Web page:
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Meet Nisha Gupta, the paraplegic athlete who believes disability is just a state of mind

Meet Nisha Gupta, the paraplegic athlete who believes disability is just a state of mind

Monday February 05, 2018 , 8 min Read

After an accident left her paralysed waist down, Nisha Gupta gained strength by turning to sport. Now, she’s keen to inspire others to live fuller lives.

Nisha Gupta, 30, lives in Bhayander, Mumbai, with her husband and in-laws. This young woman has faced every curveball life threw at her and hit it out of the park. All due to her mental strength.

It couldn’t have been easy for a teenager to be saddled with a wheelchair. But Nisha, determined not to let disability define her existence, is now a paraplegic athlete par excellence.

Nisha is a national level swimmer and an international basketball player. She has won three state-level gold medals and three national-level bronze medals in swimming.

She won a bronze in the 2nd Wheelchair Basketball Tournament held in Delhi in 2015, incidentally the first time she ever played. She also secured the third place in the International Bali Tournament in 2017.

She currently plays for the Maharashtra Women’s Wheelchair Basketball team that secured the fourth place in the 2017 Nationals. She was felicitated by Sudha Chandran on Women’s Day for her achievements.

Life-altering moment

Simple, playful, naughty – these are some of the words that described Nisha as a child. A family vacation to Varanasi after her Class 12 with her parents and siblings seemed like it would be a happy beginning to college life, but turned out to be the start of Nisha's life-altering journey.

Nisha remembers that on May 1, 2004, she climbed a wall with her brothers to pluck some mangoes and fell off. She fractured her spinal cord and was paralysed waist down.

Her brothers, unable to pick her up as she was in excruciating pain, called their father who rushed to the spot. He thought that his daughter was unable to move because of a snake bite. With the help of two other people, Nisha's father took her home and laid her on the bed.

Nisha remembers that she had no sensation in her legs. She noticed blood on her father's T-shirt and realised that she had injured her head too and was bleeding. A doctor was called immediately; he checked her injuries and gave her medicines. But she started to throw up after some time and the doctor was summoned again. He suggested she be moved to a hospital as her injuries were serious.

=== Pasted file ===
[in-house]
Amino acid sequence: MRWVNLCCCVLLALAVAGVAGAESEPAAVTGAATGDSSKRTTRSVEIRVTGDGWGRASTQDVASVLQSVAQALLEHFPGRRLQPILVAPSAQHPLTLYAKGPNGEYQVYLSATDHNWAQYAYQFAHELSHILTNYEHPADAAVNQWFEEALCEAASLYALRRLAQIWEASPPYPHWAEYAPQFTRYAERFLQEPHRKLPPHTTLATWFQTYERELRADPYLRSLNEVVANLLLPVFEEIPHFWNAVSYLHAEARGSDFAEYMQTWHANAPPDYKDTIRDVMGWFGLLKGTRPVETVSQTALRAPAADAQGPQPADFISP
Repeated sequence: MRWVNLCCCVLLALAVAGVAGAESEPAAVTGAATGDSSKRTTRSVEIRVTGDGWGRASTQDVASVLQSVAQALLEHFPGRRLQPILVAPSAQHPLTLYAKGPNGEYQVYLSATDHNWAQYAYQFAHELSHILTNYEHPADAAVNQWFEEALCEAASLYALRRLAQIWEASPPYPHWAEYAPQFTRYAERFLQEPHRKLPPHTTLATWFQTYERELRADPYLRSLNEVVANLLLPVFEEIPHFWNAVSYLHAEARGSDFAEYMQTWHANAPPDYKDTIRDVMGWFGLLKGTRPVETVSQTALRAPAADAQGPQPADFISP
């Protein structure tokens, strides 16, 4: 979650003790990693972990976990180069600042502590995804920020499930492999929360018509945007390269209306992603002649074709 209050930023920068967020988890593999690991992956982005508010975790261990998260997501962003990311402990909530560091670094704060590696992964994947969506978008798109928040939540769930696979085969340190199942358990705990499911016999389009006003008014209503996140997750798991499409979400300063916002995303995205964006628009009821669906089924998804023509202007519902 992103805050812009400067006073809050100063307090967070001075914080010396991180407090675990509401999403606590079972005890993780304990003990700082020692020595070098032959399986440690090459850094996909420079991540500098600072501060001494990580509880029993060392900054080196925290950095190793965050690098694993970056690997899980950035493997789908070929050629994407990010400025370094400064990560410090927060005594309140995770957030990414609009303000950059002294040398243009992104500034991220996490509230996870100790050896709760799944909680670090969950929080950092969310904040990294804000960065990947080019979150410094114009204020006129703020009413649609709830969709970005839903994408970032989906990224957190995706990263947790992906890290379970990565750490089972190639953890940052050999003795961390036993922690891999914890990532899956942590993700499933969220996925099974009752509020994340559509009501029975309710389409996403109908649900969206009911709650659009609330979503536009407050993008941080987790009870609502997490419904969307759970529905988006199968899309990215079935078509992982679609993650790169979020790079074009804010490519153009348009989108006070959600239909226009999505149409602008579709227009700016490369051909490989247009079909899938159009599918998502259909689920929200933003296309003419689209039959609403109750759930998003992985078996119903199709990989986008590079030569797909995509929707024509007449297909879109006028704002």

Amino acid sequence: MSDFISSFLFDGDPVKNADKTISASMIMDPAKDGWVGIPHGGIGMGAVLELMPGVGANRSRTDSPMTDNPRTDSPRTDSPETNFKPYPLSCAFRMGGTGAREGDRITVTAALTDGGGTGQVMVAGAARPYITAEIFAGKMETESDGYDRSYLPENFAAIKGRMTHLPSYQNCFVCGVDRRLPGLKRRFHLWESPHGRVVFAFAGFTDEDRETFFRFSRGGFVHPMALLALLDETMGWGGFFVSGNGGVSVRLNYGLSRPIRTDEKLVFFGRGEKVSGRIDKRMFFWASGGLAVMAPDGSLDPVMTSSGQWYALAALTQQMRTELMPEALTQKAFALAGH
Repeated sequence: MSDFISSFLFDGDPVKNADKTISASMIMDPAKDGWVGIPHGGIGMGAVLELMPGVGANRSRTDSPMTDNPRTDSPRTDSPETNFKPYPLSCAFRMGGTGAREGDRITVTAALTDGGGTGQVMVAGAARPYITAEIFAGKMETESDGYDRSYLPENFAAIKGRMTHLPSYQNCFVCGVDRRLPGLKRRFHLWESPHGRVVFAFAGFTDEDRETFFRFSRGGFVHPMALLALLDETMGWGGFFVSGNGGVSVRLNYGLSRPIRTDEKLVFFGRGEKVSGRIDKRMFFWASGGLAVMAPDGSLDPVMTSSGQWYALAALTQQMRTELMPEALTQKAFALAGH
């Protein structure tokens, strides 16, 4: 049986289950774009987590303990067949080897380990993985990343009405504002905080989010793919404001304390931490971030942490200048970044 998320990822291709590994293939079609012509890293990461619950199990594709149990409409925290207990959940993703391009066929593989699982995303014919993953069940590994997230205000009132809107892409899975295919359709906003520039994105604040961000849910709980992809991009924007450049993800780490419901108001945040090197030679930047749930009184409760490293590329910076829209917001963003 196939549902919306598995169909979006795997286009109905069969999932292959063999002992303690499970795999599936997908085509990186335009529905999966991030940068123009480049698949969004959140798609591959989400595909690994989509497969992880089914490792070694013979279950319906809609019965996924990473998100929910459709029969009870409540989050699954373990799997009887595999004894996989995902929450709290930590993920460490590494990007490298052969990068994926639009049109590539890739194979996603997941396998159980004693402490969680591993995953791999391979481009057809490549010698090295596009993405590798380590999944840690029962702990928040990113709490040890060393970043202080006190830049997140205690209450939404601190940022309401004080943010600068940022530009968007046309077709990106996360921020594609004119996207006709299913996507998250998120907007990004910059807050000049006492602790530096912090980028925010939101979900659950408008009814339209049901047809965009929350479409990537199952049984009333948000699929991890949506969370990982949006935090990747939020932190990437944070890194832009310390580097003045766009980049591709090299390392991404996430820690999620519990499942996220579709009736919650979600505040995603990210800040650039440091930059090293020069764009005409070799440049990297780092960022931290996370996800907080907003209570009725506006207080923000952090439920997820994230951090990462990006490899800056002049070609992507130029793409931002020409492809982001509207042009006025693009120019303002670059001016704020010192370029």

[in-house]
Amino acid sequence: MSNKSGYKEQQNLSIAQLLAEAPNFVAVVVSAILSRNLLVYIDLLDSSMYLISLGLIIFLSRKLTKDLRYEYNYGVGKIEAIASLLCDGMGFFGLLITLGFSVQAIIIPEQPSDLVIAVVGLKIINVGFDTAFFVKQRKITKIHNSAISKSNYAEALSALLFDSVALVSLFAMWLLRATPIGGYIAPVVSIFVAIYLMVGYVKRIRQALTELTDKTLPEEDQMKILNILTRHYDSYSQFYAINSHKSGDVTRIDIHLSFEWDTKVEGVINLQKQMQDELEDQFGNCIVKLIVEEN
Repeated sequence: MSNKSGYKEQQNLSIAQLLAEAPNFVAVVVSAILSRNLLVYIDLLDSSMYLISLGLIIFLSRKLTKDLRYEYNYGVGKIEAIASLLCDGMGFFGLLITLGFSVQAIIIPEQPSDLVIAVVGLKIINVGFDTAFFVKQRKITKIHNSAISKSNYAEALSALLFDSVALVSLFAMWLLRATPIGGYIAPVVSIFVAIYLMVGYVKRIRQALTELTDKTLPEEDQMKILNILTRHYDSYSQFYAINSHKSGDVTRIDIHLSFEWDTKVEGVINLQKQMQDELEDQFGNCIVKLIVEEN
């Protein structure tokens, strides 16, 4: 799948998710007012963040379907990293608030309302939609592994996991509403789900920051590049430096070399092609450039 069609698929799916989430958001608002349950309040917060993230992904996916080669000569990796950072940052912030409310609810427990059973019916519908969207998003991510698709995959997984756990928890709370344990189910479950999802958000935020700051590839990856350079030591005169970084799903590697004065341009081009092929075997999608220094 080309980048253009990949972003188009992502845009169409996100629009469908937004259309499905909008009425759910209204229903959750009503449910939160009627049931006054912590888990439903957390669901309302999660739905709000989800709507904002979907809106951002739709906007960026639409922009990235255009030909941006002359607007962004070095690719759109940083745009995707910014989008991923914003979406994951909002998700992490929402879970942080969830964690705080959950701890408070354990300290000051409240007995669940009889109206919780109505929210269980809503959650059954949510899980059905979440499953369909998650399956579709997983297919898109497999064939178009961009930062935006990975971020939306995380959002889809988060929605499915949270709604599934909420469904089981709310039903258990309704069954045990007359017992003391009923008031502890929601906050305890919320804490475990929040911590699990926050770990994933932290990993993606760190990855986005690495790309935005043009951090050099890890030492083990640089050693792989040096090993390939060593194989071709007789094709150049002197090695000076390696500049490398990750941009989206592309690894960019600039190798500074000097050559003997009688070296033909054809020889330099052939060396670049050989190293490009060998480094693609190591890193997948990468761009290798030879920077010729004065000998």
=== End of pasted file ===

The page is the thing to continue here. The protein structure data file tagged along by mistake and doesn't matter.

As it was the wedding season, it took a couple of hours for the family to arrange for a car. Finally, when the car arrived, Nisha passed out in the vehicle from the pain. She woke up in hospital where the doctors stitched up the injury on her head, did an X-ray of her spine, and found that Nisha had fractured her spine.

The doctors suggested an immediate operation but her father refused as he wanted to take her back to Mumbai. After an agonising night, the family travelled and went to a hospital in Dadar, Mumbai. Her case was referred to many hospitals where most doctors recommended a spinal operation. They also informed her father that she might not be able to sit up again and might be bedridden for life.

Oblivious to her case developments, Nisha believed that she would get better.

“I thought people fracture their arms and legs all the time but it’s fixed and everything goes back to normal. I didn’t know this was a possibility and I might have to be in a wheelchair for the rest of my life,” she reminiscences.

The road to recovery

Nisha was operated on May 6, 2004. She was sent to a rehabilitation centre where they taught her how to adapt to her new condition. After spending five months at the centre, she was discharged and sent home.

Being sentenced to a wheelchair as a paraplegic at the age of 18 years put Nisha into depression. She spent the next four years confined to her house, sleeping and watching TV.

Seeing no light at the end of the tunnel, Nisha decided to visit her rehabilitation centre again.

She spoke to the doctors at length about her struggles with depression. They suggested she pay a visit to the Nina Foundation, an NGO for spinal cord injury patients. The doctor put her in touch with the Founder of the NGO, Ketna Mehta.

"They were conducting an event for awareness and that was the first time I went there. I saw Ketnadi on stage and she was dancing in her wheelchair,” Nisha recalls.